ban_sigh2.gif (7984 bytes)

ufologo small.gif (5380 bytes)



Report a Sighting or Abduction





Author : Stories from the book Mysteries of the Unknown...M
Date    :


A number of overnight visitors to the Great Pyramid have reported odd
happenings within its walls, but the strangest experience by far was
related by Aleister Crowley, self-styled "Great Beast" of the occult

Crowley was an Englishman who had founded a secret society devoted to
what he called sexual magic. He visited the pyramid on his honeymoon in
1903, declaring his intention to spend a night in the King's Chamber.
Once ensconced there with his bride, he lit a candle and began to read an
incantation. All at once, Crowley later reported, a pale lilac light
bathed the room, allowing him to continue without his candle.

Despite the mystic illumination, Crowley had a rather prosaic complaint
about his bridal suite. The hard stone floor, he said, made sleep

Mrs. Crowley's opinion is not recorded.


It was the 'strange, cigar-shaped cloud" he recalled, that gave Bruce
Gernon, Jr., the first hint that his flight on December 4, 1970, would be
out of the ordinary. With his father as copilot, Gernon had just taken
off in his Beechcraft Bonanza from Andros Island in the Bahamas, bound
for Palm Beach, Florida.

Gernon remembers accelerating quickly to avoid the thick cloud, but it
seemed to rise to meet him and then to envelop him. Spying a small
tunnel through the cloud, he dived down, hoping to exit into clear sky on
the other side. But this was no ordinary cloud. "The walls were glowing
white with small white clouds rotating clockwise around the interior,"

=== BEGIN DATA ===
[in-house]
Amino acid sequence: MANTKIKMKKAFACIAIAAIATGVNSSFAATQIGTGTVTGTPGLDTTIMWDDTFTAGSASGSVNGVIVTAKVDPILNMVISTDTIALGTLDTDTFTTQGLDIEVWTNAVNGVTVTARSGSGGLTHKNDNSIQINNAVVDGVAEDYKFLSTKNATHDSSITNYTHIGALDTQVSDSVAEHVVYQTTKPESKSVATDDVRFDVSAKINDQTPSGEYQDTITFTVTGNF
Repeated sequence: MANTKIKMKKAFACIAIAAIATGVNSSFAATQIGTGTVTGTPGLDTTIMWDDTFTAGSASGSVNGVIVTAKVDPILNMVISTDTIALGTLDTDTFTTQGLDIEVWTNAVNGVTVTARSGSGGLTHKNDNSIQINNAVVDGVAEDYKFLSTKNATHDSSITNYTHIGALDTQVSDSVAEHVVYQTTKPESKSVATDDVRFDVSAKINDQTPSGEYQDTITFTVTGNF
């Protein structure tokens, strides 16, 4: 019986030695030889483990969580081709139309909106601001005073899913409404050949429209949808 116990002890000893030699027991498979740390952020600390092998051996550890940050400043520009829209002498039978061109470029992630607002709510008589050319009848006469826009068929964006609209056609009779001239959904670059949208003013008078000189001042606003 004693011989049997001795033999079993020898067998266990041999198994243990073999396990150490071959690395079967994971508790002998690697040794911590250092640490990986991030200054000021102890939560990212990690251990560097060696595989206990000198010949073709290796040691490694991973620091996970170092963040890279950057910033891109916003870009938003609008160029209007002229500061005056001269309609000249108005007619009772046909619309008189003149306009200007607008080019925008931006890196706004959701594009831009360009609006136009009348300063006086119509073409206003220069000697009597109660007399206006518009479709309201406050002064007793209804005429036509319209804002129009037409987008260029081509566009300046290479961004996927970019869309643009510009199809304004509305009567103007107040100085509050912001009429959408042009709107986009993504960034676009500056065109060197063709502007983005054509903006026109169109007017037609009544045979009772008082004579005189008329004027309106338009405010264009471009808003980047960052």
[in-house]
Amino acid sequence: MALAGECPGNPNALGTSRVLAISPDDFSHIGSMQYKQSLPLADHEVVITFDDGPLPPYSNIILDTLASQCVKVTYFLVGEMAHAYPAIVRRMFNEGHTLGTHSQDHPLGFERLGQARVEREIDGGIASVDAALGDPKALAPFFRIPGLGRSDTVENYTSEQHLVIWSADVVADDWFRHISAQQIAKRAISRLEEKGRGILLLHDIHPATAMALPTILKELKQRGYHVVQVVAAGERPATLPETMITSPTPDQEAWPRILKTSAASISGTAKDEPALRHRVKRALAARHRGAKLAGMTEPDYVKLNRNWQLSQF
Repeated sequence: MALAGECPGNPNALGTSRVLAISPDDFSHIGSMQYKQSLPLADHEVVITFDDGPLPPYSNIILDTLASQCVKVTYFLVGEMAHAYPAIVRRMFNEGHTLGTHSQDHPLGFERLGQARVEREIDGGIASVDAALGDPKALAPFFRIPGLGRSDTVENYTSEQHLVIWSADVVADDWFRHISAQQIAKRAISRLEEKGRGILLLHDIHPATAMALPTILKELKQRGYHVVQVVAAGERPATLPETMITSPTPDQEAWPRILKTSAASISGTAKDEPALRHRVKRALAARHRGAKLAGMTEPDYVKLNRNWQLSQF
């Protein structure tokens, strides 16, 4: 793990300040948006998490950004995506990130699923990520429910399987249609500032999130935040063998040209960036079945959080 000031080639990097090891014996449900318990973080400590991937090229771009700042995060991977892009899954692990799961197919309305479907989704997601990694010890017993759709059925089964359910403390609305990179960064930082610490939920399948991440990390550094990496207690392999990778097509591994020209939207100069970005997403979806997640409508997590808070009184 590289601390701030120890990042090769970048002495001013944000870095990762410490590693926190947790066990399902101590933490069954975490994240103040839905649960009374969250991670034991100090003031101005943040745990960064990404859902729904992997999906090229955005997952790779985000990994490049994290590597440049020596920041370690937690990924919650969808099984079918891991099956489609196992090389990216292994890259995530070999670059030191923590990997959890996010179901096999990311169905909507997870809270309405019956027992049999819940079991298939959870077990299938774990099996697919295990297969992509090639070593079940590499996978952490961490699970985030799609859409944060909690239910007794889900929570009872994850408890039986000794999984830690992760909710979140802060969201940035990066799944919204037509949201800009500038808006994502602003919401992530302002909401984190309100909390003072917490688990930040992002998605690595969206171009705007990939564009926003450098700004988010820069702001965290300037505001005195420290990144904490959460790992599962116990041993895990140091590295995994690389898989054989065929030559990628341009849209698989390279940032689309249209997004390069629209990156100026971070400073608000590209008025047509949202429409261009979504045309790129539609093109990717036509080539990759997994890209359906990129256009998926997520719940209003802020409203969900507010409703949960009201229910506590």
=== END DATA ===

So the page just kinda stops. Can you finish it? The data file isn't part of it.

Gernon later recalled. The plane seemed to pick up unnatural speed, and
for several seconds, Gernon and his father experienced weightlessness.
Then the airplane exited from the tunnel and entered a greenish white
haze--not the blue sky he had seen ahead.

Trying to fix his position, Gernon was startled to observe his compass
rotating counter clockwise. His navigational equipment would no longer
function and he was unable to make contact with radar control.

Through the haze, he spotted an island and, calculating his flight time,
thought it must be the Bimini keys. Minutes later, Gernon recognized it
as Miami Beach instead. But how could that be? Little more than half
the expected flight time had elapsed.

Landing at Palm Beach, Gernon checked his clock. A trip that normally
took him about seventy-five minutes had taken only forty-five, and he had
burned twelve fewer gallons of fuel than usual.

In the years that followed, Gernon considered himself among the lucky who
lived to tell of an unaccountable journey through the Bermuda Triangle,
having been the victim of an apparent time warp.





� Layout Copyright 1998 Adam Finzel - Articles are copyright of the authors